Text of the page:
19 02

Walk the Linguistic Line: What Hannah More Teaches about the Use of Words by Anne Shearer

Termed “the first Victorian” for her 18th and 19th-century moral influence, Hannah More was a Christian, abolitionist and educator. But in all these, she was a writer. She was exact in her words and had definitive beliefs on their best use. As we approach news reporting and commentary biblically, More teaches us to be careful in our praise and precise in our language. Otherwise, we undermine our influence and lose our moral compass.

More believed protecting the power of one’s words requires discernment in using them. Her essay “Thoughts on Conversation” criticized a “habit of exaggeration.” Cheap are the opinions of those who jump to praise any semblance of good. If writers bestow thoughtless approval, readers will “soon discover what degree of faith is to be given both to their judgment and veracity.”

Like praise, critique is best given thoughtfully. Just as we offer approval carefully, we need not dismiss secular ideas or people offhand. More’s ability to enjoy varied company provides an example for us in a culture that does not share our faith. In their respective biographies, authors Eric Metaxas and Karen Swallow Prior highlight her intimate friendships with people who lacked her Christian convictions. Prior notes that some struggled “to grasp the broader mind of More, one whose confidence in her principles did not require that she demand the same of others.”

Even with an ideologically diverse circle, More refused to compromise her values. Writing on meekness, More noted its limits: one who hears “falsehood asserted without contradicting it, or religion prophaned [sic] without resenting it, is not gentle but wicked.” More called for precision in words, expressing alarm at society’s tendency to misrepresent wrongdoing with nice language. In “Strictures on the Modern System of Female Education,” she called for a careful study of accurate word definitions and language use. Otherwise, bad ideas flourish “through the abuse or ambiguous meaning of words.”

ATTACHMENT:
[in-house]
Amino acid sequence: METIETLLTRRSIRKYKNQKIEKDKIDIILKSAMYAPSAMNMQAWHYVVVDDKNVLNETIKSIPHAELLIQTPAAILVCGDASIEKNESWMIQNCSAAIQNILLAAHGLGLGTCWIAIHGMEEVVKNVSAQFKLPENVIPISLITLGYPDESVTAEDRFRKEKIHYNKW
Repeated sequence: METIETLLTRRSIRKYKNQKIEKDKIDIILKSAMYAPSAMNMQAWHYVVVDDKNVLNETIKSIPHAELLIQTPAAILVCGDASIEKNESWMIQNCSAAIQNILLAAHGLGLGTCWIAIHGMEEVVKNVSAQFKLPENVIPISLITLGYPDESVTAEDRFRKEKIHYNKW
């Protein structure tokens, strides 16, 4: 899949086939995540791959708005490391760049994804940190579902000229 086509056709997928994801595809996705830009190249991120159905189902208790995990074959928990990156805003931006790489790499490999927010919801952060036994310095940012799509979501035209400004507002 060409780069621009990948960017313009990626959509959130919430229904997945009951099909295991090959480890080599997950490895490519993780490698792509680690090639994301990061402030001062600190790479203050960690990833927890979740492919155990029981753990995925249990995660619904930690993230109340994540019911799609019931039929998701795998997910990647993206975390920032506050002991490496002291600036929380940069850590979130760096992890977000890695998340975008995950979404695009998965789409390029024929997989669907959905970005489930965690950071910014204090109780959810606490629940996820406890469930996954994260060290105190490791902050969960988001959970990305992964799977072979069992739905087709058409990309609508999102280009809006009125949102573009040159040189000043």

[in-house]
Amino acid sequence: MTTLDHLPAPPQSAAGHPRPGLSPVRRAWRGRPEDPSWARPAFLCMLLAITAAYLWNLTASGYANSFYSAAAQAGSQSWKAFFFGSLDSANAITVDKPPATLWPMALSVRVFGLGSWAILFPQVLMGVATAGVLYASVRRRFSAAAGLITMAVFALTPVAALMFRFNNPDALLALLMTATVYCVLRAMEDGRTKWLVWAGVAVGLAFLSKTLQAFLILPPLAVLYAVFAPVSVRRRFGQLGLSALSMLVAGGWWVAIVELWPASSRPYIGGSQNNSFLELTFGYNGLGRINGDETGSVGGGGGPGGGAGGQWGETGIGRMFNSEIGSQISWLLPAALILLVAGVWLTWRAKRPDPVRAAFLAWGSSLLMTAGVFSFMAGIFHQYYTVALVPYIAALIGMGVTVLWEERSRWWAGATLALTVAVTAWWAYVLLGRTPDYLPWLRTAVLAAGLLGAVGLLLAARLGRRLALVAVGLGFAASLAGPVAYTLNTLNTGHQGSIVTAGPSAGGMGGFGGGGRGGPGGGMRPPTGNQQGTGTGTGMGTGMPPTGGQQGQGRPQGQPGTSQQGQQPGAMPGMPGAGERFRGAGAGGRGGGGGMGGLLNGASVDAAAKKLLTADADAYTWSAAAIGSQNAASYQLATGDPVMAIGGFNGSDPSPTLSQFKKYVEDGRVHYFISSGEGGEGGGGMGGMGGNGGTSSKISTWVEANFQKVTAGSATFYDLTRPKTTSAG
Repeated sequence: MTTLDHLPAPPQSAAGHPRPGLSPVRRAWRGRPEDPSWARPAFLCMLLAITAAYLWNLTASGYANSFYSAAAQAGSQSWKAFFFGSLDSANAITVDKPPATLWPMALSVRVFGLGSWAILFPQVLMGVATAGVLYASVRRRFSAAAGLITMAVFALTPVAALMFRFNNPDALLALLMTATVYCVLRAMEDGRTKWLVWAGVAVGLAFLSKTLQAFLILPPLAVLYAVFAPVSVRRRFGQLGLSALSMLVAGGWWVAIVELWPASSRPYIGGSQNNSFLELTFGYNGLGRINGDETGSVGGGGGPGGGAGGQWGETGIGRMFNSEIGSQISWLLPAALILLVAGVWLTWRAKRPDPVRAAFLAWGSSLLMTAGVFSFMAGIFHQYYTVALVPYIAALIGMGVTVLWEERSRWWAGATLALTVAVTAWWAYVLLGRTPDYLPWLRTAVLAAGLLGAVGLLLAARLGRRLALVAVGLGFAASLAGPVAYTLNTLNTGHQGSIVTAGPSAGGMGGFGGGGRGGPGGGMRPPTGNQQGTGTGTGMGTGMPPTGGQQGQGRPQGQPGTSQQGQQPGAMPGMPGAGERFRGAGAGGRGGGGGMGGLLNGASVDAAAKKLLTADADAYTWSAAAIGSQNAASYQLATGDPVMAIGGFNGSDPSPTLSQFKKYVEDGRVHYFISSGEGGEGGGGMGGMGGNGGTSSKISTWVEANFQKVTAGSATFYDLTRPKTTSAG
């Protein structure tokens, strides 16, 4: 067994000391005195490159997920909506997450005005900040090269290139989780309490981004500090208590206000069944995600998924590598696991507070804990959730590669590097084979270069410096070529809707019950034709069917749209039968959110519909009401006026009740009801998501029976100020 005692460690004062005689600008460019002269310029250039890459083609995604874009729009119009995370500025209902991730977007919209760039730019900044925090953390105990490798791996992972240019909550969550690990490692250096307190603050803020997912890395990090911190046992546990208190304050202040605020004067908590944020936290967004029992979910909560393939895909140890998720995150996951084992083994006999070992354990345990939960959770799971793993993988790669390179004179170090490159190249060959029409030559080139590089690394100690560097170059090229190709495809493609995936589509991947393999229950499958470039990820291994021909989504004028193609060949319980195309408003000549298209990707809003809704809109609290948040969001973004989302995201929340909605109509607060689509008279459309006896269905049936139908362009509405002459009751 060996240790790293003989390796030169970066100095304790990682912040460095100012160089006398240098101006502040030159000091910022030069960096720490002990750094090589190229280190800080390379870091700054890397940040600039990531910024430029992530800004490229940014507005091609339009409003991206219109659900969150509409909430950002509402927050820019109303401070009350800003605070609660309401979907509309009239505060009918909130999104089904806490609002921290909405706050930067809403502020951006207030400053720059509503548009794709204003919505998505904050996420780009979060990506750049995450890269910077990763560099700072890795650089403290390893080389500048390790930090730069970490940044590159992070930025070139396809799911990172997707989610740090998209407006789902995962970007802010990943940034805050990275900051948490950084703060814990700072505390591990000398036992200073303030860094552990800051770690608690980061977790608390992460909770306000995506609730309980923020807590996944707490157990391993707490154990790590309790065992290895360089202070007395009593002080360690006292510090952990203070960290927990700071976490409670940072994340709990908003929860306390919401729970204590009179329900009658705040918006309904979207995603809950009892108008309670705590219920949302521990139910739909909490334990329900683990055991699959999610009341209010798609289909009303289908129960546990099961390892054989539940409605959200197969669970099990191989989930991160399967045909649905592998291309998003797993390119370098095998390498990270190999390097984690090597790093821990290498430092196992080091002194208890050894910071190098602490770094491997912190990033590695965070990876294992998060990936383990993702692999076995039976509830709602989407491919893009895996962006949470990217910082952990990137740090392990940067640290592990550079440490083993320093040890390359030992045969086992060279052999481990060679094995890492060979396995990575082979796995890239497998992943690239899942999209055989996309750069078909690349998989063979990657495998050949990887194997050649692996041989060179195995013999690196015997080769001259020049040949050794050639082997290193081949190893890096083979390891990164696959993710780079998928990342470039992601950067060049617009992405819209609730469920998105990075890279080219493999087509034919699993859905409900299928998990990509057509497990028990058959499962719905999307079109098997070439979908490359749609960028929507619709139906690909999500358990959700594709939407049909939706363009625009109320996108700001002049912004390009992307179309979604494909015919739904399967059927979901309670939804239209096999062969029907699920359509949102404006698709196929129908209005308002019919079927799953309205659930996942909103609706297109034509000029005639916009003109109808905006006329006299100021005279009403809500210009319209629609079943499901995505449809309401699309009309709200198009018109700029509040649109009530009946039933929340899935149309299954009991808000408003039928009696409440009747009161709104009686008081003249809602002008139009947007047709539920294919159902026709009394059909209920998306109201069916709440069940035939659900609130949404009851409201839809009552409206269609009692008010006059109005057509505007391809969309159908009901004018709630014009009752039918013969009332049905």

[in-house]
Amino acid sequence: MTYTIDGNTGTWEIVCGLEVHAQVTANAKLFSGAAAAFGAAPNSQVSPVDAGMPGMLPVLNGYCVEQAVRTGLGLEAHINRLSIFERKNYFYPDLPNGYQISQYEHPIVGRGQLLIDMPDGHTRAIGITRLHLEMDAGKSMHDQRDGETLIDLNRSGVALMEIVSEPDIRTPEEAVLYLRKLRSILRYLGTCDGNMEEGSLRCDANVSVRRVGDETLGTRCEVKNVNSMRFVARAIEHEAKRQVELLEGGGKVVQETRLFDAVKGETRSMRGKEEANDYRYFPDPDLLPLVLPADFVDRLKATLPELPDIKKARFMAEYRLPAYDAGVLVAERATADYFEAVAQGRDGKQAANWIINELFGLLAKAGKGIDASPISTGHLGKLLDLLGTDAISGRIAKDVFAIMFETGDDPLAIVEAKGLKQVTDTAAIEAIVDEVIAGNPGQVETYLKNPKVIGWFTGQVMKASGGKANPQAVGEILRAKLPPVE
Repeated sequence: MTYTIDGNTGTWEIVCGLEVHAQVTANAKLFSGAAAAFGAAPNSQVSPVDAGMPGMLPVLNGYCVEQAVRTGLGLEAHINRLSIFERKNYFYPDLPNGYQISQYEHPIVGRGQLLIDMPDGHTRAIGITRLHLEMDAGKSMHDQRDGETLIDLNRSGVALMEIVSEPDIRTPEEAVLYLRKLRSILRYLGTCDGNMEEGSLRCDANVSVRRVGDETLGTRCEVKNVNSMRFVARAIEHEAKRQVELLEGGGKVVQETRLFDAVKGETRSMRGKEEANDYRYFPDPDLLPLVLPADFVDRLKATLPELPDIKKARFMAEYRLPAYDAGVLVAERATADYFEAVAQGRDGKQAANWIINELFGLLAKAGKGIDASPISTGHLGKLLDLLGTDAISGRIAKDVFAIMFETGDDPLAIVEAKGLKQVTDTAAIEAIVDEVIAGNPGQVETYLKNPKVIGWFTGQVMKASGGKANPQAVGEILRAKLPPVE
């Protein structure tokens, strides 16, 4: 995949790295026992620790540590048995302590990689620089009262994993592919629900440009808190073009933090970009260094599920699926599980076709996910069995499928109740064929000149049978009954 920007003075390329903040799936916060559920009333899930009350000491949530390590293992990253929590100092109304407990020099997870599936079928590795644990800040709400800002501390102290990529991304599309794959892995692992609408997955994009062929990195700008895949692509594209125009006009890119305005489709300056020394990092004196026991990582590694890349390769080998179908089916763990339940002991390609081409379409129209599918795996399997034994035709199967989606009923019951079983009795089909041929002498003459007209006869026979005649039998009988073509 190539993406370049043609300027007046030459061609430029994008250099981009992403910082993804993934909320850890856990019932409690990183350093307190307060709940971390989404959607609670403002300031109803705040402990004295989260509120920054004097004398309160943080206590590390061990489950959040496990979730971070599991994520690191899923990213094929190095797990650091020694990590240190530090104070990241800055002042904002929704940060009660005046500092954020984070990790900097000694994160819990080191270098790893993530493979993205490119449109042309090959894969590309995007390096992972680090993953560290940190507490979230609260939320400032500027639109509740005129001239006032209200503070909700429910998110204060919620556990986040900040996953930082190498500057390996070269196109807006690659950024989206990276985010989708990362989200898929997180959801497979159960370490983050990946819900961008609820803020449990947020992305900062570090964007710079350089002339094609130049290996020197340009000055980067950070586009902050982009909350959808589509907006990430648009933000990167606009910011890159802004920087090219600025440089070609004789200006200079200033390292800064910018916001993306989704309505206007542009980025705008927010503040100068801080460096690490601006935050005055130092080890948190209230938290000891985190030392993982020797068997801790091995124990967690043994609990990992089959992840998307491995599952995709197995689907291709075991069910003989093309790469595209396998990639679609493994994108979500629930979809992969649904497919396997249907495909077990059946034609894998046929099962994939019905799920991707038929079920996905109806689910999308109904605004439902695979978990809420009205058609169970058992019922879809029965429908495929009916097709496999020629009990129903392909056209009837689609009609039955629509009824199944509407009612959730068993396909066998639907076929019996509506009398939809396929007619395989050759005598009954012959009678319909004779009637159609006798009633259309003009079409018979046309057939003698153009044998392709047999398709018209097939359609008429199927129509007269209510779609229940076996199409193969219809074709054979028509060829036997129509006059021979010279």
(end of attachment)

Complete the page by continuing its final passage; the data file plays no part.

More saw a lack of linguistic accuracy as directly related to the loss of a moral compass. “Atrocious deeds should never be called by gentle names,” she wrote in “Thoughts on the Importance of the Manners of the Great.” Human nature explains our propensity to sin, More wrote, “but that our reason should ever be exerted in its favor, that our conversation should ever be taught to palliate it . . . has no shadow of excuse.” More warned against “lowering the standard of right” in the way we discuss wrongdoing. Correct definitions are important because if they shift, so can morals.

As with definitions, we should take care with all our words. More wrote in “Strictures” that few people use words well, which creates confusion and obscures truth. This is why we rewrite and edit, choosing our words for utmost clarity.

This also is why we write skillfully, attracting even readers who disagree with us. While More’s “Thoughts” (1788) lambasted many fashionable practices, popular demand devoured seven editions in three months. Our concern is not only with truth but with expressing it well. It does little good to understand the facts if we fail to communicate them effectively.

Christian morality requires our definitions of right and wrong to be biblical rather than cultural. To wield influence as writers, we must speak to society, not retreat from it. More’s life offers an example for such clear-sighted cultural engagement. In Prior’s words, “neither the literary elite nor the strict religionists were pleased. More perhaps did something right in striking a balance somewhere in the middle.”

[This essay won second place in the WJI Essay Competition hosted by WJI Network]